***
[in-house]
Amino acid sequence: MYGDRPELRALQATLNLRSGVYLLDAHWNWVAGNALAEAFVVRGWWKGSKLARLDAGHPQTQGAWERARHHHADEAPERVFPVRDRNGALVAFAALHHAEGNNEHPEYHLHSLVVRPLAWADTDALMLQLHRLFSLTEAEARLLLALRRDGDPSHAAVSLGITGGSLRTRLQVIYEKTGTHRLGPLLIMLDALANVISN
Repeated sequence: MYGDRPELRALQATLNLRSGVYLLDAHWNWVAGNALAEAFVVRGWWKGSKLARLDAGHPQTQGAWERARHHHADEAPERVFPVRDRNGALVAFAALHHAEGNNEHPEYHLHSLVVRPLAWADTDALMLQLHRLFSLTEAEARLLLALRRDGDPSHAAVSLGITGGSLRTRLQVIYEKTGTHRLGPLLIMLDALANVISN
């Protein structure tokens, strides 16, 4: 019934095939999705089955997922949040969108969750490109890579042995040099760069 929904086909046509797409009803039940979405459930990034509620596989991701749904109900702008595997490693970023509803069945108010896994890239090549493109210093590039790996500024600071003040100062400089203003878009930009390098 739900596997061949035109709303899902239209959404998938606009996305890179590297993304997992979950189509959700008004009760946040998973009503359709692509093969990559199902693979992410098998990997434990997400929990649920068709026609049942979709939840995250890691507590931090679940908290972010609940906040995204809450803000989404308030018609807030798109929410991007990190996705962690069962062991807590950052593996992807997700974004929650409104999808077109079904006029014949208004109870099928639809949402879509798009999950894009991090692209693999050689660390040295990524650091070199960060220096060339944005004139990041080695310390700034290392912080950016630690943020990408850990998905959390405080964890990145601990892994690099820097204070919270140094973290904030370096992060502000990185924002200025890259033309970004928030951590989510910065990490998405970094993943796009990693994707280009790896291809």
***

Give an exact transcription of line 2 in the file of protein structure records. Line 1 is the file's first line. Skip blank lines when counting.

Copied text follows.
Amino acid sequence: MYGDRPELRALQATLNLRSGVYLLDAHWNWVAGNALAEAFVVRGWWKGSKLARLDAGHPQTQGAWERARHHHADEAPERVFPVRDRNGALVAFAALHHAEGNNEHPEYHLHSLVVRPLAWADTDALMLQLHRLFSLTEAEARLLLALRRDGDPSHAAVSLGITGGSLRTRLQVIYEKTGTHRLGPLLIMLDALANVISN